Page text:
Having strong and directionally adjustable light is important and enhances the safety and quality of work in almost any maker space.
In the case of a wood lathe its light should be able to be adjusted to illuminate from various angles as the back, front and inside of vessels need turning and finishing. Additionally, the light should be able to be positioned at any place along the path of the bed.
Ideally, you want direct lighting for turning and indirect light for finishing.
I had a makeshift set of Zenon lamps mounted above my lathe for some time and always wanted a better setup. However, making on the lathe always took precedence over making a better light.
You can buy lathe lights but they are expensive and mount to the lathe or are positioned with a stand near the lathe, none of which I liked.
I also wanted to upgrade to LED technology as the Zenon bulbs burn out with vibration.
Got refined to this
The key to the design is a slideing carridge that is held in position with the weight of the light cam-ing the back of the carridge againse the slide mount. To slide you lift up on the a light which releases the cam enabling you to slide it into a new horizontal position
Changed the design of the upper mount to a ball-and-socket (turned on the lathe) locked with a bicycle seat cam. The ball’s seat was made from a carefully sized hole with a 45-degree chamfer routed on the ID.
BALL & SOCKET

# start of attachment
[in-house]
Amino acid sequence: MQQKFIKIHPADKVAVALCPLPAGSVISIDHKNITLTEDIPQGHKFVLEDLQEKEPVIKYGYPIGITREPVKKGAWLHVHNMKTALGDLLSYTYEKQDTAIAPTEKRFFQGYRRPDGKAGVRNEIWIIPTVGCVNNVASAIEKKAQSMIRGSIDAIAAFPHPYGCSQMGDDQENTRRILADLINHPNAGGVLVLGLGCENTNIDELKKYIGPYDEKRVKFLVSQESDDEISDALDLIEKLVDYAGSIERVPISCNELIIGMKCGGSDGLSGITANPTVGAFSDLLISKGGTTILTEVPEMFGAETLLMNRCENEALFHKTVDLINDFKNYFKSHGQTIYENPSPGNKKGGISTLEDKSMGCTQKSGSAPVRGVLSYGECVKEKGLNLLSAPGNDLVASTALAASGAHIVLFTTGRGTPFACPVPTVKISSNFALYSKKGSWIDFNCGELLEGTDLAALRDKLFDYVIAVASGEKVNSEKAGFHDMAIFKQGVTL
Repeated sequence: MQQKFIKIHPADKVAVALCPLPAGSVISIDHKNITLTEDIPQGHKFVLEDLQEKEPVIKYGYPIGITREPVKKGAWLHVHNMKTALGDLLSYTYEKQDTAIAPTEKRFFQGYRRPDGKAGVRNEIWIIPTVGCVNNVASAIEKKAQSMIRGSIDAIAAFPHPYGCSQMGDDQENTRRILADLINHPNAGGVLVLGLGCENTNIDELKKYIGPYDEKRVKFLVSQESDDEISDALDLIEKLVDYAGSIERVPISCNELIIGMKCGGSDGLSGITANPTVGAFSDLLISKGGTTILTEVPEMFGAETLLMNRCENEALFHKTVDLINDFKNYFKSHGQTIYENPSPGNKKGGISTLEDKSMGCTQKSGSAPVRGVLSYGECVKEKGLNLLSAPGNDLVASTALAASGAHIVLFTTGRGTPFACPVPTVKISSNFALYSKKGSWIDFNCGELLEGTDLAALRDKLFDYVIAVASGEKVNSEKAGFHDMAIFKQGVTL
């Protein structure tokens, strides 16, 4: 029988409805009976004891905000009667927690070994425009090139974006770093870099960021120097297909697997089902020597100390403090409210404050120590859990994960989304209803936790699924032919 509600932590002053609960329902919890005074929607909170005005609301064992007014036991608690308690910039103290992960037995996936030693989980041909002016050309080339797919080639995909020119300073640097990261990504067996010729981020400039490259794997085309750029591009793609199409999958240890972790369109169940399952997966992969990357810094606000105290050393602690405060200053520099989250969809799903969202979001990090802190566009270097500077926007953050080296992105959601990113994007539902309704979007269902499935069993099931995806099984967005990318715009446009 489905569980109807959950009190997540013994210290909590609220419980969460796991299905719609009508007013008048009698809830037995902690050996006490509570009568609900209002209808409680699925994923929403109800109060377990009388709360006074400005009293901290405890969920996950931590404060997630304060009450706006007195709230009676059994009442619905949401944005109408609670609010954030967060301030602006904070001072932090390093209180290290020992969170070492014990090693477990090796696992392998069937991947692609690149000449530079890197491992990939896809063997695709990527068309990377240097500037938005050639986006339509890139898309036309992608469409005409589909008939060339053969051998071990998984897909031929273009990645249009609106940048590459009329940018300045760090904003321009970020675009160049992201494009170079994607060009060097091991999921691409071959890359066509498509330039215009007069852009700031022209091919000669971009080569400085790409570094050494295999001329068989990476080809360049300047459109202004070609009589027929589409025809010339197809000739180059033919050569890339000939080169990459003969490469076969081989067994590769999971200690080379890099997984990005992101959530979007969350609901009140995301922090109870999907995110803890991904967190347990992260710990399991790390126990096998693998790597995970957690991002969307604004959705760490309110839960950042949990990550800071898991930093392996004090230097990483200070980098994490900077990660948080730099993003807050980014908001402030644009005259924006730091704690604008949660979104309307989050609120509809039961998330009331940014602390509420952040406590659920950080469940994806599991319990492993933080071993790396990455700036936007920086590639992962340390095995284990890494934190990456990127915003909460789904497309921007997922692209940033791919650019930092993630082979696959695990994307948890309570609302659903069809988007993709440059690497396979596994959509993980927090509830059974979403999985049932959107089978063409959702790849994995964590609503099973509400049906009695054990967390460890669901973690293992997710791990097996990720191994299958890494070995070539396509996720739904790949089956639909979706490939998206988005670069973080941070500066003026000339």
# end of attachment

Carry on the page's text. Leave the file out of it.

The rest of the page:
A wood turned ball is inserted between two friction plates that are spring-loaded and open/closed with an over-center cam (from my bicycle parts bin).
Two 1" linear bearings ride on a 3/4 shaft captured inside a carridge assy
Shows the entire assy before refinement and mounting
The lights are HF clamp lights with the clamp removed and fitted with LED spotlights. I had two extra :)!
Hangs above the lathe and can slide left to right …
Right side postion
Left side position
Normal center position
The phone camera mounts on the arm for taking photos and videos without having a separate tripod.
View from the camera
KNOB MAKING JIG
The knobs are shop-made. They use carriage bolts whose square bosses are pressed into holes on the wooden knob. A threaded insert is pressed into the opposite side of the mating arm. The knobs therefore tighten/loosen the arm assemblies joint for positioning.
This knob making jig was invaluable.
With this overdesigned lamp I can position light anywhere I want. Given my richly endowed old parts bins, it cost less than $10.